It’s been hot and humid, and many golf course putting greens are growing rapidly. Plant growth regulator programs that were dialed-in during May and June appear to be non-existent during July. Growth rate is surging, green speeds are declining, and puffy conditions are starting to plague golf course superintendents. So, has the grass become resistant to PGRs?
Resistance to PGRs can be a real phenomenon. It occurs when a grass biotype that is more sensitive to a particular herbicide (a PGR in this case) than another biotype. The less sensitive biotype will then have a competitive advantage over the more sensitive biotype. For PGRs, sensitivity could be the degree of growth suppression, heat/cold tolerance, or direct toxicity to an active ingredient. Prolonged use of the same herbicide/PGR has the potential to shift the grass biotypes within population (putting green).
So, are the grasses becoming resistant to PGRs in July? Probably not because the PGRs generally work well again during the fall. A resistant population would continue to have minimal growth suppression following PGR apps during the fall and following spring.
Models Help Understand PGR Performance
We have been modeling PGR response for 15 years. Our GreenKeeper App has PGR and now DMI models for dozens of grass species and mowing height combinations. Some key findings have remained the same since 2007. First, the amount of growth suppression from a PGR is relative not absolute. Clipping volume is an absolute measure of growth. It is very intuitive and something I record every day to help schedule nitrogen and PGR applications. The greater the growth rate, the greater the clipping volume. Growth suppression is the relative amount of measured ClipVol from grass treated with PGRs compared to ClipVol of non-treated turf. Since most turf managers do not have a non-treated control, GreenKeeper uses our priority models to estimate what the growth rate would have been without a PGR application.
The screenshot above is from Jim Ager GC on July 18, 2022. The weather has been hot and humid and all the grasses are growing rapidly. The measured clipping volume was 1.24 quarts per 1,000 square feet and the total amount of suppression on that particular day was 63% (a combination of Trimmit 2SC, Anuew and Densicor DMI at 160 GDD). If PGRs were not applied, the theoretical clipping volume would have exceeded three quarts per thousand. For many PGRs, higher application rates increase the amount of growth suppression. Combining PGRs also increases suppression (see above and below figures). During periods of high growth rate, higher PGR application rates and combinations of PGRs may be required to achieve growth rate goals.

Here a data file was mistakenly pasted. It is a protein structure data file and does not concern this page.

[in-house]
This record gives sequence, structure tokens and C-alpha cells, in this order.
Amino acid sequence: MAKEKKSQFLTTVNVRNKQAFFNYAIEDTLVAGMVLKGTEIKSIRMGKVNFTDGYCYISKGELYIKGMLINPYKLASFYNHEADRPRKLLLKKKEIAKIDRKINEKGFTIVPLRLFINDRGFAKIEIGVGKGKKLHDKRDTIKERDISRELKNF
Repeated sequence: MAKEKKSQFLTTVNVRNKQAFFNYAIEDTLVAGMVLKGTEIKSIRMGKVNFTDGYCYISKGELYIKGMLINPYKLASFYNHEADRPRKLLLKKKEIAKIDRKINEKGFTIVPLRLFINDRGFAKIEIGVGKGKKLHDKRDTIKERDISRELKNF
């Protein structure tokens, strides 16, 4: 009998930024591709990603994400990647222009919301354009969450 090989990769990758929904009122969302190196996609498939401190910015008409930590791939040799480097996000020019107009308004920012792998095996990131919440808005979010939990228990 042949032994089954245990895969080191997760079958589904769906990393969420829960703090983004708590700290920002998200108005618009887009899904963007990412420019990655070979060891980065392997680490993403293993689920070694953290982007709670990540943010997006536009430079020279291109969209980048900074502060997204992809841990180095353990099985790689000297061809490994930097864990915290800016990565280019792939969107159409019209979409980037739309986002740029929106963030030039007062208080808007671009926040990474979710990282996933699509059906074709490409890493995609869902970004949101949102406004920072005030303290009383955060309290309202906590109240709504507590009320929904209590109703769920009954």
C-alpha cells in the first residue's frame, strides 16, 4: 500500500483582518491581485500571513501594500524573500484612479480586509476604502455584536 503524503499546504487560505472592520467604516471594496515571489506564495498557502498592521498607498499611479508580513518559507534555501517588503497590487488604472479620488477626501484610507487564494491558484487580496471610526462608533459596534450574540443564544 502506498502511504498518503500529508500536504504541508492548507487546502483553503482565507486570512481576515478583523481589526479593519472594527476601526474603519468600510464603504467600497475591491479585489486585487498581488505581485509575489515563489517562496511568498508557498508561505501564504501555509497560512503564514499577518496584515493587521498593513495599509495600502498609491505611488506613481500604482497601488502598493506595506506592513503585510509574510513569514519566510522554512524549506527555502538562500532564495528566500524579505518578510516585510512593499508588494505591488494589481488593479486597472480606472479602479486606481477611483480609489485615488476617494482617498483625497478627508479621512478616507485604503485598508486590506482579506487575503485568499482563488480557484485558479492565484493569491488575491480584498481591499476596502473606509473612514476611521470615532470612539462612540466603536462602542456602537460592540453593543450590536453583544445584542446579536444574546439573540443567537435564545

Soil microbes breakdown soil organic matter during hot and wet conditions. This releases nitrogen fertilizer which stimulates grass growth rate. I also hypothesize that growth rate increases following the summer equinox because the grass is trying to produce seed heads in June. This is an energy intensive process that naturally slows growth rate/ClipVol. This means that more growth suppression is needed during July and August to replicate growth rates during May and June. I traditionally mix class A and B PGRs to achieve higher levels of growth suppression at Ager GC (30-70% relative suppression) with lower amounts of suppression in spring and fall than summer.
Another key point from our 15 years of work is that PGR duration is directly related to temperature. As temperature increases, the duration of growth suppression wains. This is another reason that calendar-based re-application intervals fail during summer heat. I was unintentionally late on a mid-June PGR application because of work travel (see above figure). This let to a rapid decline in growth suppression and clipping volumes surged in late June. I repeated this experiment intentionally in late July and ClipVol measurements were above our goals for a week. PGR intervals need to be tightened up as temperatures increase.
The ideal timing for follow up PGR applications should occur as growth suppression starts to rapidly declines. This is typically 130% of the GDDs required to reach peak suppression. For example, Primo MAXX (trinexapac-ethyl) has peak suppression at approximately 150GDD so and ideal re-application interval would be approximately 200GDD. The view in Program Build above shows how the old app wains as the new app intensifies suppression. The net result is consistent suppression.
Use GreenKeeper and Stop Guessing
We’ve coded our 15 years of modeling research into GreenKeeper (https://greenkeeperapp.com). The Growth view in Program Builder shows turf managers how various rates and combinations of PGRs and DMI fungicides will impact the relative growth rate of their turf. It uses past, forecast, and normal weather data from around the world to project PGR performance into the future. GreenKeeper also tracks ClipVol which helps our users estimate growth rate without PGRs. This is the only way to know how much suppression is really needed to hit growth and performance goals. Start your free trial at GreenKeeperApp.com and visualize your PGR program in unprecedented detail.